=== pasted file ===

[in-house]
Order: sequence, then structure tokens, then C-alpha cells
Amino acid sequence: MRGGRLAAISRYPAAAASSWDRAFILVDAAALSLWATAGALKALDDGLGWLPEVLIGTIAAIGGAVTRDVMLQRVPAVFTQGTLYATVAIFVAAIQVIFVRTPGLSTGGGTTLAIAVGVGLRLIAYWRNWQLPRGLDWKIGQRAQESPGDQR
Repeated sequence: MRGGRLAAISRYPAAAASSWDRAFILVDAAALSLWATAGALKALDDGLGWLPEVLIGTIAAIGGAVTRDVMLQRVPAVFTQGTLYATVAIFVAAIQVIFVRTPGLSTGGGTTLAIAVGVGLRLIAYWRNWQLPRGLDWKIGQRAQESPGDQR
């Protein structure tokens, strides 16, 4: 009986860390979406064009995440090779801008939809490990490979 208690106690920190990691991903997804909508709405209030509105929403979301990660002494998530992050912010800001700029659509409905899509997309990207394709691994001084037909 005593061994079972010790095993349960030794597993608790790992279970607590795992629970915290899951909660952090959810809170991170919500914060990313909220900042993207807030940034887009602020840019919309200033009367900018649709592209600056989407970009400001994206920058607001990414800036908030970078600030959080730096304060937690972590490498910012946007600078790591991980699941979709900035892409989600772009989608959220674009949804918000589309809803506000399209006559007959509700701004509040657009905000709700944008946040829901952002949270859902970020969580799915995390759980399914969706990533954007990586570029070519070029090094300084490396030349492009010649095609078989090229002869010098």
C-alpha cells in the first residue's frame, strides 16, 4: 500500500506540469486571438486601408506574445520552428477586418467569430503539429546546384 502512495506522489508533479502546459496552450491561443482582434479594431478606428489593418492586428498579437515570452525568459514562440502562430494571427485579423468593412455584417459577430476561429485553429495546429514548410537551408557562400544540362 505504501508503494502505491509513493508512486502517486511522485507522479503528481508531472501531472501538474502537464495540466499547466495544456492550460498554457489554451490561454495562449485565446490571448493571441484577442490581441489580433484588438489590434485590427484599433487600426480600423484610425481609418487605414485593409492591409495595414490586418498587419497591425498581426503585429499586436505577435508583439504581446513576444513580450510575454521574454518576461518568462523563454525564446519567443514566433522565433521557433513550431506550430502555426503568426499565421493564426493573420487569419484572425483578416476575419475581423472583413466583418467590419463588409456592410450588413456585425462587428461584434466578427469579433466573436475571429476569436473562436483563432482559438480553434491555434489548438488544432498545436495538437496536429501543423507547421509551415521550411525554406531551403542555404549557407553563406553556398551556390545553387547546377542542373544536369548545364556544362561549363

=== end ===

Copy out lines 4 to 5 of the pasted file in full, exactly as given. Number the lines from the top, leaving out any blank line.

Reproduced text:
Repeated sequence: MRGGRLAAISRYPAAAASSWDRAFILVDAAALSLWATAGALKALDDGLGWLPEVLIGTIAAIGGAVTRDVMLQRVPAVFTQGTLYATVAIFVAAIQVIFVRTPGLSTGGGTTLAIAVGVGLRLIAYWRNWQLPRGLDWKIGQRAQESPGDQR
């Protein structure tokens, strides 16, 4: 009986860390979406064009995440090779801008939809490990490979 208690106690920190990691991903997804909508709405209030509105929403979301990660002494998530992050912010800001700029659509409905899509997309990207394709691994001084037909 005593061994079972010790095993349960030794597993608790790992279970607590795992629970915290899951909660952090959810809170991170919500914060990313909220900042993207807030940034887009602020840019919309200033009367900018649709592209600056989407970009400001994206920058607001990414800036908030970078600030959080730096304060937690972590490498910012946007600078790591991980699941979709900035892409989600772009989608959220674009949804918000589309809803506000399209006559007959509700701004509040657009905000709700944008946040829901952002949270859902970020969580799915995390759980399914969706990533954007990586570029070519070029090094300084490396030349492009010649095609078989090229002869010098």